Alistair Ian Blyth
MLA Roth Award, Honora>descent. In this moving novel, he unfolds the experience and memory of the horrific Armenian genocide that took place a century ago in the Ottoman Empire. Originally written in 2009/12 and translated into over 20 languages, Blyth’s translation makes the book available to English-language readers for the first time.
Maureen Freely & Alexander Dawes
Maureen Freely and Alexander Dawes won the MLA-Roth Award for their spectacular translation of The Time Regulation Institute (Penguin, 2014), by Ahmet Hamdi Tanpinar, which describes the misadventures of the antihero Hayri Irdal, as tradition meets modernity in early 20th-century Turkey. In the words of Nobel Laureate Orhan Pamuk, “Ahmet Hamdi Tanpinar is undoubtedly the most remarkable author in modern Turkish literature. With The Time Regulation Institute, this great writer has created an allegorical masterpiece, which makes Turkey’s attempts to westernize and its delayed modernity understandable in all its human ramifications.”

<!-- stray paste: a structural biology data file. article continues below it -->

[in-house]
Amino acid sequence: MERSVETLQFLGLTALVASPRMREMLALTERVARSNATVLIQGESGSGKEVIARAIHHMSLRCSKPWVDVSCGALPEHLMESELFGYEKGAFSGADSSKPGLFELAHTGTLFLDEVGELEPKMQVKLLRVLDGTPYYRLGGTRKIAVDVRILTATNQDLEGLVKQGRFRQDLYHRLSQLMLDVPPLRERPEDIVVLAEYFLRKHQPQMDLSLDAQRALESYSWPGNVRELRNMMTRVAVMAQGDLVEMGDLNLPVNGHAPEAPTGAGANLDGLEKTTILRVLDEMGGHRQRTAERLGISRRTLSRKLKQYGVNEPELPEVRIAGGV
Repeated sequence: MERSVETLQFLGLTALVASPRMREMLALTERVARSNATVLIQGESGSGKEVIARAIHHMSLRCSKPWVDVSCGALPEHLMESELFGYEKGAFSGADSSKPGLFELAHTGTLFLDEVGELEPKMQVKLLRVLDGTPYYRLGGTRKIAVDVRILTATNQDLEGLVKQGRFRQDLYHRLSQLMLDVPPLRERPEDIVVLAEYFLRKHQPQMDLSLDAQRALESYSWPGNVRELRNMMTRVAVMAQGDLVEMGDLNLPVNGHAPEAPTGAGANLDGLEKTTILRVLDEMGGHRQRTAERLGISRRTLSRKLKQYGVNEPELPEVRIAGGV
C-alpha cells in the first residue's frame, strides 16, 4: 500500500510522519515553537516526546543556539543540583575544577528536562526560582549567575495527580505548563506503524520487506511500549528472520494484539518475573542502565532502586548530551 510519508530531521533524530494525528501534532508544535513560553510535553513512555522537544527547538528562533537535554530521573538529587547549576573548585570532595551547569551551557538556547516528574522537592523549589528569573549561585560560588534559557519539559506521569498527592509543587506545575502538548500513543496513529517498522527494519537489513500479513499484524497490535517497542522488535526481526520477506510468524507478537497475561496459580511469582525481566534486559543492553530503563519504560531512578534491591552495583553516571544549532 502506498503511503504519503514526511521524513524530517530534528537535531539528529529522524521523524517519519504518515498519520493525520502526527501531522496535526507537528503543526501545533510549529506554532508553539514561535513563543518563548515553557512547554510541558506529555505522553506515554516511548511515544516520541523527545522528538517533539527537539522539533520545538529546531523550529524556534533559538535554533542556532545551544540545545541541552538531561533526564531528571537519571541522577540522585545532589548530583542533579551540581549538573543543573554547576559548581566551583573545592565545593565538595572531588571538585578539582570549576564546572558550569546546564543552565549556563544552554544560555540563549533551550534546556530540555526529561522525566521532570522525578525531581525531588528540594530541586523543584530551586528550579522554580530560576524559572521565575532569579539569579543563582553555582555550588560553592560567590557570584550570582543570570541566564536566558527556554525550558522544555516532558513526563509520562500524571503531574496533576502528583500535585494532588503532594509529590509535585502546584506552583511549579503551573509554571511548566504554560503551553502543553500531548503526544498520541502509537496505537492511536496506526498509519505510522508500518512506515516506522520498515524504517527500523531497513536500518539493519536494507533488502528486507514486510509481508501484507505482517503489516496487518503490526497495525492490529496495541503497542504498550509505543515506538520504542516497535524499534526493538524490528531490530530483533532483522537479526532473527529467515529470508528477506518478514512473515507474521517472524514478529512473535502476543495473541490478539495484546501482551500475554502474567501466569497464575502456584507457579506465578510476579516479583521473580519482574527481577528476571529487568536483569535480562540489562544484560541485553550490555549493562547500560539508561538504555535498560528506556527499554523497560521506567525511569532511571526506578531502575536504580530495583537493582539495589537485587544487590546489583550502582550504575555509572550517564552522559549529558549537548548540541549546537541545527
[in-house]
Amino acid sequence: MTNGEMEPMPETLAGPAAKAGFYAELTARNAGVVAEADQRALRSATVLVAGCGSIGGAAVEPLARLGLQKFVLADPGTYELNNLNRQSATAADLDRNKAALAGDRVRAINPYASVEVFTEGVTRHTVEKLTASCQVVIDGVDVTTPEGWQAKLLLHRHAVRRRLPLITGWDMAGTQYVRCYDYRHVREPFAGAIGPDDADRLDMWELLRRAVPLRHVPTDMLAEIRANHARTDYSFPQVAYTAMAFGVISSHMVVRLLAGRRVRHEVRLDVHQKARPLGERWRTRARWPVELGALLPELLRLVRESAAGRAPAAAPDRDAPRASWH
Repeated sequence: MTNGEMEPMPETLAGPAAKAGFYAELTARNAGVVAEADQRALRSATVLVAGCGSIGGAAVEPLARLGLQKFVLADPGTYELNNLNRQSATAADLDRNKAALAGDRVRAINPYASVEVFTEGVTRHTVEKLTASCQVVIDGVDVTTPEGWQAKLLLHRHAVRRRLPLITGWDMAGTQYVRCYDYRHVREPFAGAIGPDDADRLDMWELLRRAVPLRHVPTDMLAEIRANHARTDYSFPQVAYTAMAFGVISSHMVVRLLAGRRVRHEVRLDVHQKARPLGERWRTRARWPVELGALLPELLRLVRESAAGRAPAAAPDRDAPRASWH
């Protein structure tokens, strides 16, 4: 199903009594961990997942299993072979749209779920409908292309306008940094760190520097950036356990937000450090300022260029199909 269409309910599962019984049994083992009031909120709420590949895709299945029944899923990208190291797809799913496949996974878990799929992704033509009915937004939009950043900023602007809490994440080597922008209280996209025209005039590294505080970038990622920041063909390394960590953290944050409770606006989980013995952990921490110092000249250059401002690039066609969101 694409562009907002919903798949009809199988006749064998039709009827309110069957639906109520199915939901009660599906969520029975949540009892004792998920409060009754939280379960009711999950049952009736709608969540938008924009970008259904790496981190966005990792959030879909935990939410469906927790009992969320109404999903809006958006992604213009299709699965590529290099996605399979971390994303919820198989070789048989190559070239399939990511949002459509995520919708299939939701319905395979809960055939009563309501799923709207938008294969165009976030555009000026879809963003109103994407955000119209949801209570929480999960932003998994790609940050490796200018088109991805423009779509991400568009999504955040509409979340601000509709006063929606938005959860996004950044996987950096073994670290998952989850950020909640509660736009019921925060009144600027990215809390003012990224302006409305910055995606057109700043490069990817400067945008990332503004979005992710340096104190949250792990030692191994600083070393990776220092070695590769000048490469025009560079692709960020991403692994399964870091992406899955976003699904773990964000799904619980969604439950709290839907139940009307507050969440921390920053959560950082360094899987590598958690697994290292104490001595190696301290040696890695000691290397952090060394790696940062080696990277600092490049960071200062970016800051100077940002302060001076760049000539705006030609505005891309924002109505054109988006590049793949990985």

Gordon M. Sayre
For his translation of The Memoir of Lieutenant Dumont 1715-1747: A Sojourner in the French Atlantic, by Jean-Francois-Benjamin Dumont de Montigny (Univ. of North Carolina Press, for the Omohundro Inst. of Early American History and Culture, 2012). Sayre is at the University of Oregon.
Arkadi Klioutchanski & John Woodsworth
Joint award, with Arkadi Klioutchanski, for their translation of My Life, the autobiography of Sofia Andreevna Tolstaya, Leo Tolstoy’s wife of over fifty years. Woodworth is at the University of Ottawa.
*The Prix Coindreau Prize, The Jeanne Varnay Pleasants Prize for Language Teaching, and the CASVA-Henry & Judith Millon Award are currently inactive.